Perfect Circle Using Drillpress

Introduction: Perfect Circle Using Drillpress

So you need a perfect circle but you dont have access to something like a cnc machine? This ible will show you the way!

I needed a perfect circle for a hurdy gurdy (will be an ible some time soon) to be used as the wheel, but the biggest powertool I have is a drillpress..... nothing like a cnc / lathe etc. This ible will illustrate my failed attempts and final success at making a (near) perfect circle!

Step 1: Tools & Materials


Saw (jigsaw helps, but isn't necessary)


Something round to trace (I used a cd)






Glueclamps / clothespins


Wood (I used really cheap plywood)



Step 2: Drawing and Cutting

Alright start by figuring out what size your circle needs to be, mine needed to be (about) the size of a cd, so that was easy. You can make a circle by tracing anything round, just make sure the radius isn't bigger than the size of your drillpress.

Once you have a circle drawn out cut it out! I actually needed it to be a bit thicker so I cut out 2 circles.

Step 3: Marking the Center

To get the center you could use math or measuring techniques, I (nearly) always use this method:

Trace your circle onto some paper, cut it out and fold it in half 2 times, where the two lines intersect is the center of your circle.

Align the paper circle with the wooden one and push your pencil through the paper to mark the center on the wooden one. Drill this mark, do the same to the other wooden circle and go to the next step.

Step 4: Gluing

This step is sort of optional, I needed to have a thicker circle so I needed two layers.

Simply take your two circles, add some glue, place one on top of the other, add a screw to make sure they are aligned and clamp it down with some glueclamps / clothespins.

Step 5: Shaping

Alright so this is where the circle gets "perfect", once the glue has dried take the rough circle to your drillpress.

Using the screw secure it in the drillpress, make sure is it level by raising the platform to support the circle. Once the circle is secured lower the platform about 1.5 cm (.5 inch) so the circle has room to spin.

Turn on you drillpress and gently push your file against the spinning circle, use the platform to keep your file at a 90 degree angle to the circle. Keep this going untill the edge of your circle is completely smooth.

You can use a couple of strong magnets to keep you file in place, work smarter not harder!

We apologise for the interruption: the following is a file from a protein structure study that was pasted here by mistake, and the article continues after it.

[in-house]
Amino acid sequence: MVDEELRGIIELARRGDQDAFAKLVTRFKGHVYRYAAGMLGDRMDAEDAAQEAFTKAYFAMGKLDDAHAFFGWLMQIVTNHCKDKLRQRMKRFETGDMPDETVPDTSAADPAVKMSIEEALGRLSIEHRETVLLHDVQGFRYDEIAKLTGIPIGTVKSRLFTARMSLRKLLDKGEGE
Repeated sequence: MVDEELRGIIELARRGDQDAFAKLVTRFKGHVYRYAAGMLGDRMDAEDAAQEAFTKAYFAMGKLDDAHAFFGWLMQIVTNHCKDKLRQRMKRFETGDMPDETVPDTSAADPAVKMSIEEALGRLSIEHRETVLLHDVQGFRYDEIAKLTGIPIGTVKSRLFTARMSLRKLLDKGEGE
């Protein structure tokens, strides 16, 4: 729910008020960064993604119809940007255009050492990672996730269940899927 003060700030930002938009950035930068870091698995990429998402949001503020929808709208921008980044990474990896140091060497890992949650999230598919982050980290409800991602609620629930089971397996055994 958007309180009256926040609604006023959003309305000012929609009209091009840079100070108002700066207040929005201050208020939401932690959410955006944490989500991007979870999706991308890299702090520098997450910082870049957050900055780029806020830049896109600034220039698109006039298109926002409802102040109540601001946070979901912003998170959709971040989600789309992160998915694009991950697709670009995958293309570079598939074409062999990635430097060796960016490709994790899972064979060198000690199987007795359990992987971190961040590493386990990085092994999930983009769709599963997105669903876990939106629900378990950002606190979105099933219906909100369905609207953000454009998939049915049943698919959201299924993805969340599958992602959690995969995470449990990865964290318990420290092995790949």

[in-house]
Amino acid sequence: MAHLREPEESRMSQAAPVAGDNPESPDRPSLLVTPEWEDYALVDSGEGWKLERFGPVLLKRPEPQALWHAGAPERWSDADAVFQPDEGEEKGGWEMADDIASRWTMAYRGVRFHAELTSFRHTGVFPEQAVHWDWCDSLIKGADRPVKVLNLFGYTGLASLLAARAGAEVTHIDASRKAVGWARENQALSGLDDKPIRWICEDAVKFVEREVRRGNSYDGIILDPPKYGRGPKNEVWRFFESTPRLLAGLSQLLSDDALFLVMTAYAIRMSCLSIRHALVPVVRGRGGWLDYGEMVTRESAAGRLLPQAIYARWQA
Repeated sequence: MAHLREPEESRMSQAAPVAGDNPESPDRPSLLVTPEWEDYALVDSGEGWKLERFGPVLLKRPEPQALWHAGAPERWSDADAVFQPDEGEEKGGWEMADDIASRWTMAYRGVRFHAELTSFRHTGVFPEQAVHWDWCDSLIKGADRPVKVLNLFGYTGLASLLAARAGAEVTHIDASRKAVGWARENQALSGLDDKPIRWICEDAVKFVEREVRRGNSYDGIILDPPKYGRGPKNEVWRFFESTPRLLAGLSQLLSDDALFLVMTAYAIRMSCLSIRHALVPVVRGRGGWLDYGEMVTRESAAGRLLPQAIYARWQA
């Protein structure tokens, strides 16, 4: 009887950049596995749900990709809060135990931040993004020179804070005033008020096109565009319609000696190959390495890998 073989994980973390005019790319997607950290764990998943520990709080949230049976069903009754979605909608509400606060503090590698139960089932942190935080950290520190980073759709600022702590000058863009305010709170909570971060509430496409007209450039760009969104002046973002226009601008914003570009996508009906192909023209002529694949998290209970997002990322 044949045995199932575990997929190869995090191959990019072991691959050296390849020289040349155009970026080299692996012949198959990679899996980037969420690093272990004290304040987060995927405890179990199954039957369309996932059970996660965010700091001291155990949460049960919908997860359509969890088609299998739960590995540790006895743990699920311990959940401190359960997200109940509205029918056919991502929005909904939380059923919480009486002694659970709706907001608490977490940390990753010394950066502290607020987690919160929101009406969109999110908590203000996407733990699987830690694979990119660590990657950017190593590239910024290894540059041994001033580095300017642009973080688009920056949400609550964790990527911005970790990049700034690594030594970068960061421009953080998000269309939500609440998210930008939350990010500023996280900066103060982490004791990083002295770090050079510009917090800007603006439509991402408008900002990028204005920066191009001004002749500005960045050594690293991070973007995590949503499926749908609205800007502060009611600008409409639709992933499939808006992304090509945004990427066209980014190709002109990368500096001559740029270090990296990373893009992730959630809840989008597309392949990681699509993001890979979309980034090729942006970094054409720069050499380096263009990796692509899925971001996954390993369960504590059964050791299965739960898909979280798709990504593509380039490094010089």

Step 6: Filling the Voids

You can skip this step if you use better quality plywood, mine however had a lot of voids. Take you circle and fill any voids with woodglue and give it another spin on the drillpress+file.

You can use sandpaper to get an even smoother finish or you can go to the next step and find out how not to make a circle!

Step 7: Failed Atempts

Ok now that you know how to make a near perfect circle its time to show you my failed atempt!

I thought I could use my drillpress in the same manner as a cnc to cut out the circle. This method did work a bit, it did cut the wood as expected but it was really impossible to rotate the wood so it could cut out a good circle.

Hope you learned something from my success (and fail) !

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    5 years ago

    any luck with the hurdy gurdy? I am interested in learning how they come together.


    Reply 5 years ago

    ow wow i didn't expect any comments on this ible anymore, no that project has sadly been sitting at the bottom of my todo list since i got a fulltime job. i might continue that project somewhere in the distant future but for now im mainly making armour sorry.
    cheers, knut.


    Reply 5 years ago

    well if you ever get back at it I'd love to check it out. :-) LS


    6 years ago

    Are you still making your Hurdy Gurdy


    Reply 6 years ago

    wow, I did not expect a reaction to this ible! well, to be honest, I finished the hurdy gurdy for about 80%. Circumstances prevented me from finishing it before, but I might continue that project soon! Thanks for the comment


    7 years ago on Introduction

    Nicely done! And kudos for being willing to share your failed approach. We all learn more when people do that. Good job.


    Reply 7 years ago on Introduction

    haha yea i know, failure was a big part of the project so it had to be included!:P thanks for the comment